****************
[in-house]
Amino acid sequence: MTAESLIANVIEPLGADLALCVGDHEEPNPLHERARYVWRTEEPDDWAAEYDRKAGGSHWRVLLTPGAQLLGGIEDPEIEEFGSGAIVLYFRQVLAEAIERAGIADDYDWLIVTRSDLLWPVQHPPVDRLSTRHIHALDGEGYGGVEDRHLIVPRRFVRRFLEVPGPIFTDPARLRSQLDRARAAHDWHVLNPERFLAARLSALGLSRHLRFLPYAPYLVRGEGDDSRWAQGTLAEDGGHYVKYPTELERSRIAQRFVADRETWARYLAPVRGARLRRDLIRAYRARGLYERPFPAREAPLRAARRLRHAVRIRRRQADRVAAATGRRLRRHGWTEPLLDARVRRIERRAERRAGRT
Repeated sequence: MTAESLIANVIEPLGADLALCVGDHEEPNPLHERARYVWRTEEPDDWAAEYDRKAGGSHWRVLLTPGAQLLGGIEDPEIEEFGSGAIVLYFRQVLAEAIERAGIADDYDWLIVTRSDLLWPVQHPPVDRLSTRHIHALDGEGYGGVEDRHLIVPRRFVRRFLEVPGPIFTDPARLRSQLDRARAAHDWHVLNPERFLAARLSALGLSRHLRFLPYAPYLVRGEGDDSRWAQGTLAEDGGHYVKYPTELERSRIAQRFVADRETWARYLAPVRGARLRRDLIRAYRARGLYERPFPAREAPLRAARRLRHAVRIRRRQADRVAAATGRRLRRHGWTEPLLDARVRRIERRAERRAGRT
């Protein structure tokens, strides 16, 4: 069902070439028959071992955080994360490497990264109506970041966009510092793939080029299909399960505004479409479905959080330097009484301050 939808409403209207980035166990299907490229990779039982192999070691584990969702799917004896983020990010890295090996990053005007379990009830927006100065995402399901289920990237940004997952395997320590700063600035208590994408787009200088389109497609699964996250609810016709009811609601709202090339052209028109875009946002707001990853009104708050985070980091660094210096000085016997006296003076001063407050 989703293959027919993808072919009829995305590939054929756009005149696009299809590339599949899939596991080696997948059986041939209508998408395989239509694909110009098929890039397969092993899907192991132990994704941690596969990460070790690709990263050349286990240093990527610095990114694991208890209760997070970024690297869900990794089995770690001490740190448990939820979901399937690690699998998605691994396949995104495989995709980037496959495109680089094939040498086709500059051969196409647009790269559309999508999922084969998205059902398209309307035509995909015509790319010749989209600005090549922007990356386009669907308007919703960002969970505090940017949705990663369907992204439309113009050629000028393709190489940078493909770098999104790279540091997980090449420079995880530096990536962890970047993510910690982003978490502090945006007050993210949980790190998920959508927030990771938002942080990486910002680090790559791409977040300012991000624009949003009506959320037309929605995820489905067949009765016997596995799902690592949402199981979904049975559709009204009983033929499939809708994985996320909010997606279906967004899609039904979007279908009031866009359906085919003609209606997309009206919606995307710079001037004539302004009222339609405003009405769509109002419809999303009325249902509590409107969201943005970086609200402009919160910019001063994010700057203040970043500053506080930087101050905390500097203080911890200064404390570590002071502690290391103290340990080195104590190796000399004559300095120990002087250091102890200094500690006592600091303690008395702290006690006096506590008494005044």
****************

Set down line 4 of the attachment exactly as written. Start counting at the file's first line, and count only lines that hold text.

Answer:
């Protein structure tokens, strides 16, 4: 069902070439028959071992955080994360490497990264109506970041966009510092793939080029299909399960505004479409479905959080330097009484301050 939808409403209207980035166990299907490229990779039982192999070691584990969702799917004896983020990010890295090996990053005007379990009830927006100065995402399901289920990237940004997952395997320590700063600035208590994408787009200088389109497609699964996250609810016709009811609601709202090339052209028109875009946002707001990853009104708050985070980091660094210096000085016997006296003076001063407050 989703293959027919993808072919009829995305590939054929756009005149696009299809590339599949899939596991080696997948059986041939209508998408395989239509694909110009098929890039397969092993899907192991132990994704941690596969990460070790690709990263050349286990240093990527610095990114694991208890209760997070970024690297869900990794089995770690001490740190448990939820979901399937690690699998998605691994396949995104495989995709980037496959495109680089094939040498086709500059051969196409647009790269559309999508999922084969998205059902398209309307035509995909015509790319010749989209600005090549922007990356386009669907308007919703960002969970505090940017949705990663369907992204439309113009050629000028393709190489940078493909770098999104790279540091997980090449420079995880530096990536962890970047993510910690982003978490502090945006007050993210949980790190998920959508927030990771938002942080990486910002680090790559791409977040300012991000624009949003009506959320037309929605995820489905067949009765016997596995799902690592949402199981979904049975559709009204009983033929499939809708994985996320909010997606279906967004899609039904979007279908009031866009359906085919003609209606997309009206919606995307710079001037004539302004009222339609405003009405769509109002419809999303009325249902509590409107969201943005970086609200402009919160910019001063994010700057203040970043500053506080930087101050905390500097203080911890200064404390570590002071502690290391103290340990080195104590190796000399004559300095120990002087250091102890200094500690006592600091303690008395702290006690006096506590008494005044």